As the title of the fourth movie in a perhaps never-ending series, The Bourne Legacy is almost too perfect. Variations on what happened to Jason Bourne in the first three entries can befall new characters indefinitely. If this prospect sounds a little tiresome — well, that's what quick cuts and superhuman stunts are for.
The Bourne Legacy is also the title of a novel by Eric Van Lustbader, who continued Bourne creator Robert Ludlum's, uh, legacy. But the Bourne movies long ago diverged from those authors' storyline, and now they've jettisoned the character as well. This installment centers on Aaron Cross, played by The Hurt Locker's Jeremy Renner.
Co-writer/director Tony Gilroy, who's had a hand in writing the previous three films in the franchise, cleverly overlaps the events of this chapter with those of The Bourne Ultimatum. It's because Jason Bourne has become uncontrollable that the powers that be — led by Edward Norton's cold-blooded bureaucrat, Eric Byer — decide to shut down a different super-soldier program, code name "Outcome." That, of course, means killing everybody in the operation and anybody who knows about it, plus some innocent bystanders, just to show how merciless American clandestine services are. The Bourne Legacy is fantasy of U.S. government ruthlessness worthy of the Tea Party Film Club.
Unfortunately for Byer, one Outcome operative declines to die: Cross, who's introduced doing the CIA's version of Outward Bound in Alaska. When not dodging missiles, he tangles with what must be the same pack of wolves who menaced Liam Neeson in the ridiculous The Grey earlier this year. "Wolves don't track people," Cross correctly notes, but he (and the movie) don't follow up on that insight. He's too busy looking for his "reds."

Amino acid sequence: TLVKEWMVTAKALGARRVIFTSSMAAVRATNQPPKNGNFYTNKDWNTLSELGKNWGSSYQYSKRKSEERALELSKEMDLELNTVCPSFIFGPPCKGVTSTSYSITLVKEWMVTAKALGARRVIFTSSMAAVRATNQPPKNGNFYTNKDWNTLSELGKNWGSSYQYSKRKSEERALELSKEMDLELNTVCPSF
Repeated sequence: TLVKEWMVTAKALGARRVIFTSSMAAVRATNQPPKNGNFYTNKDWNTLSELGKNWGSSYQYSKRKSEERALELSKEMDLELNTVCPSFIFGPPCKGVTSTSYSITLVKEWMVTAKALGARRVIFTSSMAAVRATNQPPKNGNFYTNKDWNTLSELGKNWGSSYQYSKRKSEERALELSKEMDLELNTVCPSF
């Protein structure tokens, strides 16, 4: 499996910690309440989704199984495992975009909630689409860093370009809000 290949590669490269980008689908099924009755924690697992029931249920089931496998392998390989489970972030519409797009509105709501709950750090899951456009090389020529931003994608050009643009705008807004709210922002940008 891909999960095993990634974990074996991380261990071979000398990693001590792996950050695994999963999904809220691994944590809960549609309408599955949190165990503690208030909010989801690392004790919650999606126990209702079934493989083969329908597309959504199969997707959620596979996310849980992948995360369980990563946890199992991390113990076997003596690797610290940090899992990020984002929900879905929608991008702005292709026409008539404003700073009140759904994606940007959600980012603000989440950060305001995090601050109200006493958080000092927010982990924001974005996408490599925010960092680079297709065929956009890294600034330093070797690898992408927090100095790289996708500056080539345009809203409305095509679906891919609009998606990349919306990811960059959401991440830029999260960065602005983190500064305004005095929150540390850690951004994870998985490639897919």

Yes, Cross has been chemically altered and genetically enhanced. Outcome went beyond the previous programs, Treadstone and Blackbriar, which merely indulged in physical training and behavior modification. Now that Outcome has become plausibly deniable, Cross fears, he'll lose the super-stuff fed to him by such medical researchers as Marta Shearing (Rachel Weisz). This is one lab rat who doesn't want the experiment to stop.
The middle part of the movie is set in the D.C. area, where Cross rescues Shearing from still more homicidal government agents. She tells him that he can still be an Übermensch without his meds, but he'll have to get a shot of a substance that's way outside the Beltway. So the duo head to Manila, one of those teeming Asian cities that's great for chase scenes.
It's in the Philippines that Gilroy begins to emulate Paul Greengrass, who directed the two previous Bourne films with frantic pans and jittery edits. Overall, though, The Bourne Legacy is more staid and less Dramamine-demanding than Greengrass' episodes.
Also in Asia is yet another superagent, the product of yet another top-secret program. This guy is supposed to be Cross' great nemesis, but their showdown seems rushed. Even at more than two hours, the movie doesn't really have time to develop the story of one more clandestine hyperwarrior operation.
The new movie includes cameos by such Bourne veterans as Joan Allen, Albert Finney, Scott Glenn and David Strathairn. (But not Matt Damon, who has publicly dissed Gilroy.) Yet this is basically the tale of a loner, even if Cross eventually does acquire a helpmate/love interest/personal physician. Call it The Bourne Franchise: Ghost Protocol — a fever dream of amok individualism as much as stoic brutality.